The cardiology department at Hunterdon Medical Center in Flemington, N.J., wanted to eliminate cumbersome paper files and centralize access to patient records using a new, full-featured cardiovascular information system (CVIS).
Hunterdon Medical Center, a tertiary care center in Flemington, N.J., was looking to update its current cardiovascular imaging software and processes to meet the expanding healthcare demands of the growing central New Jersey region. The medical center deployed McKesson Cardiology to create a single Cardiovascular Information System (CVIS). This new system provides physicians with anytime, anywhere access to studies that can be launched from within a single electronic medical record (EMR).
Along with a busy 178-bed hospital, Hunterdon Healthcare includes more than two dozen locations including physician practices, urgent care centers, and outpatient imaging facilities through the region. Creating a single patient record appeared challenging, but was seen as a necessity to drive a transformation in how they delivered care to their patients.
Cardiovascular studies were stored in several repositories including a radiology PACS system, as well as cath lab systems scattered through the area. In addition, referring physicians and hospitalists within the medical center were forced to access cardiology images and reports from multiple sources.
“The physicians had to access multiple systems to ascertain a complete cardiology chart for their patient,” said Bryan Welsh, Hunterdon Healthcare’s imaging informatics manager. “It was a process that was too time consuming and caused frustrations.”
A centralized CVIS solution was needed to bring patient data together in one place. The goal was to improve efficiency through an automated process that could help reduce costs and wasted time spent retrieving studies from different locations. The new system could also help improve patient outcomes by speeding diagnosis and ensuring appropriate treatment was implemented quickly.
“We really needed to get rid of the whole paper process,” said Karen Meyer, CVIS system administrator. “It makes it easier to send reports to physicians through a single electronic system. During the selection process we were looking for a system that could incorporate our whole cardiology infrastructure into one area. Our goal was to make physicians’ lives easier so they could reduce their report turnaround times and from a system administration standpoint make IT’s life easier as well.”
Following a competitive selection process, the McKesson team began working with Hunterdon Healthcare to implement the new solution. The process began in early 2015 with the integration of modalities such as echocardiogram, electrocardiogram (ECG) and nuclear medicine. This was followed by a second phase that included cath and vascular labs along with other areas of the hospital.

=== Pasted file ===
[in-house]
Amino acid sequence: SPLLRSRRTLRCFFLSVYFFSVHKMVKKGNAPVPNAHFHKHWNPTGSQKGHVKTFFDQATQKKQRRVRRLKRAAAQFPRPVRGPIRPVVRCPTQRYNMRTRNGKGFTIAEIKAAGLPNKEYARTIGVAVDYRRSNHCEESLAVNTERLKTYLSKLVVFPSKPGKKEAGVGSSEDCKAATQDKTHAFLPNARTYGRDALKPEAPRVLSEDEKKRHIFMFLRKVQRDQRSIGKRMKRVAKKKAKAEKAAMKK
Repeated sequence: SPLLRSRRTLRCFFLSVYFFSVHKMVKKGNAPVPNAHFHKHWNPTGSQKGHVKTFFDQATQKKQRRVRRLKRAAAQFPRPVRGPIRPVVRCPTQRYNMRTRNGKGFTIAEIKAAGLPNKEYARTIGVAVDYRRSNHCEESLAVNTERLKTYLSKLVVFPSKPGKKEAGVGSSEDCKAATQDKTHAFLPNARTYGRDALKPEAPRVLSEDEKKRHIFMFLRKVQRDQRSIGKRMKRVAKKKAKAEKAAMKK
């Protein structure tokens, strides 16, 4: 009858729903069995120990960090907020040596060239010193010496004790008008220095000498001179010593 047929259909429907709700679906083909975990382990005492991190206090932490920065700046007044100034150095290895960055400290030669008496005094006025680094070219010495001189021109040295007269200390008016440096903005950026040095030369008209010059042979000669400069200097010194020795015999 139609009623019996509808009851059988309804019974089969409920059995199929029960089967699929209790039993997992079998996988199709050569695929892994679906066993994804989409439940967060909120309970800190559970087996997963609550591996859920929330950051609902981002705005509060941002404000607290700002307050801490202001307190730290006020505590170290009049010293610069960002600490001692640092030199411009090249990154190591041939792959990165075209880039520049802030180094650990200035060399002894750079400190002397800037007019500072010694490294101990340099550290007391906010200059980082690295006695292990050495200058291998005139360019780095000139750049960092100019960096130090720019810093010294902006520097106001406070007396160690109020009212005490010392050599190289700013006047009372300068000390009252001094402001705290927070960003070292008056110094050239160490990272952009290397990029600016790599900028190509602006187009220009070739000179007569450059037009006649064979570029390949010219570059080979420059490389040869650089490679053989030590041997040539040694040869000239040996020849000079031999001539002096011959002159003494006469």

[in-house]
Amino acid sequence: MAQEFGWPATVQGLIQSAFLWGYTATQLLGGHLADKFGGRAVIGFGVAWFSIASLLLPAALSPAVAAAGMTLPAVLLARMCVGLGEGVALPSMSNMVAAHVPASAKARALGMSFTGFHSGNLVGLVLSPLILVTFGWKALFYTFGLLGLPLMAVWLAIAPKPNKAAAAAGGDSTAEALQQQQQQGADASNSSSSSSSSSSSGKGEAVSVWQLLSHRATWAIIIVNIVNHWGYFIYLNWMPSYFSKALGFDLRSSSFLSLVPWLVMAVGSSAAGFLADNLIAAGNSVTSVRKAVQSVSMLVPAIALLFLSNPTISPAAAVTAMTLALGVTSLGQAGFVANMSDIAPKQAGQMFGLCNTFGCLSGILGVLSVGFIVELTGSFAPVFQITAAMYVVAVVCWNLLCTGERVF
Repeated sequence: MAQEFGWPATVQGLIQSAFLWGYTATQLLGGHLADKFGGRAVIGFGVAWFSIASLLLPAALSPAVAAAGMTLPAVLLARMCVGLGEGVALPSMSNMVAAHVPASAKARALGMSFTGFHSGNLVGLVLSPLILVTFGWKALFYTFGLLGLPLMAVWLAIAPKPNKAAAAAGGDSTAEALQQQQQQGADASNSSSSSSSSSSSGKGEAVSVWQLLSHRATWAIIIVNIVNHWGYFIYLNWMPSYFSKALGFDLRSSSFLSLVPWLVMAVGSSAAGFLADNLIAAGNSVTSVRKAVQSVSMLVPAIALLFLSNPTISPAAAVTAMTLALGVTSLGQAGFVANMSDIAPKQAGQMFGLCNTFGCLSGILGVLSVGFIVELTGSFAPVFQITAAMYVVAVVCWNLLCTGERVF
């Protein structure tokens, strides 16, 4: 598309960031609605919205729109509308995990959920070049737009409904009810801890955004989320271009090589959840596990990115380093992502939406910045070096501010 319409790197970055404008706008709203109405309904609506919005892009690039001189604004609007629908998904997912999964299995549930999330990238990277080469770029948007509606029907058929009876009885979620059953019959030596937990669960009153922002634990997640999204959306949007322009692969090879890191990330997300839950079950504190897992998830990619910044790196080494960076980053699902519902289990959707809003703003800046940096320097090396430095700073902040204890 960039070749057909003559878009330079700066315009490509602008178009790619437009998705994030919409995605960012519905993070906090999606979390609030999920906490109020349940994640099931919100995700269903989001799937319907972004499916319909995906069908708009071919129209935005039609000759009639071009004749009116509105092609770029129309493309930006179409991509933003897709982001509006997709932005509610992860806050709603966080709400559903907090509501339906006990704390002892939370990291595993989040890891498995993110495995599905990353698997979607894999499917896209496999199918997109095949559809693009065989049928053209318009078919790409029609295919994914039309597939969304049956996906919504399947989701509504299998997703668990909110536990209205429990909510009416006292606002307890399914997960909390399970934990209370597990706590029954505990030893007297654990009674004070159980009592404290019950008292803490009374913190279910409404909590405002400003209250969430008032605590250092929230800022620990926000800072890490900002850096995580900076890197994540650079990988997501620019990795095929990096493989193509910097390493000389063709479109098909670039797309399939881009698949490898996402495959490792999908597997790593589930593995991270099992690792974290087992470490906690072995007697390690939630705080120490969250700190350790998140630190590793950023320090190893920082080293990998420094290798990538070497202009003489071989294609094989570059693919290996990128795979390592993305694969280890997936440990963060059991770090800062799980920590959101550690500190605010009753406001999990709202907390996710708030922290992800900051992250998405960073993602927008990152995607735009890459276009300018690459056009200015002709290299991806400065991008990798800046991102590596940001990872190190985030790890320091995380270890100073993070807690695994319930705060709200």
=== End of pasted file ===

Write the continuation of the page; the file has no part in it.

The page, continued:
One of the prime drivers during the selection process was McKesson’s ability to bring together all of Hunterdon’s cardiovascular imaging data into a single point of access.
“Everything we do is pulled into the McKesson CVIS system,” said Meyer. “So there’s one place for the physicians to see the whole patient history in that single location.”
The system created a single point of access in which physicians could easily locate and pull up images and studies needed for patient treatment. With integration with the vendor neutral archive (VNA), the application is launched from within the EMR.
“Image enabling our EMR was a huge step forward in helping streamline the clinical workflow and helping us achieve Hunterdon’s strategic objectives, including Meaningful Use Stage 2 certification” said Welsh.
With the McKesson CVIS in place, Hunterdon Healthcare has achieved a wide range of efficiencies and cost savings. With the elimination of paper records, the organization has reduced staff time that was once directed to maintaining and retrieving files. With the addition of a charge capture application, billing for procedures has become both timely and automatic.
“Previously, paperwork for charges would be put into a pile, and it became difficult to manage,” said Meyer. “Now, it’s an automated process so when the patient’s procedure report is finalized, those charges flow directly to the billing system. You don’t have a person manually entering the charges. That’s really been a great plus, and has helped us increase our revenue.”
Referring physicians are now receiving reports within 24-hours — a 90 percent improvement. This was made possible through the solution’s structured data reporting for echocardiography, vascular ultrasound, nuclear cardiology, cardiac and peripheral catheterization, and ECG management.
“We’re able to link up to our VNA which communicates back to our EMR,” said Meyer. “Physicians have the complete patient record in our EMR including images.”
For more information: www.mckesson.com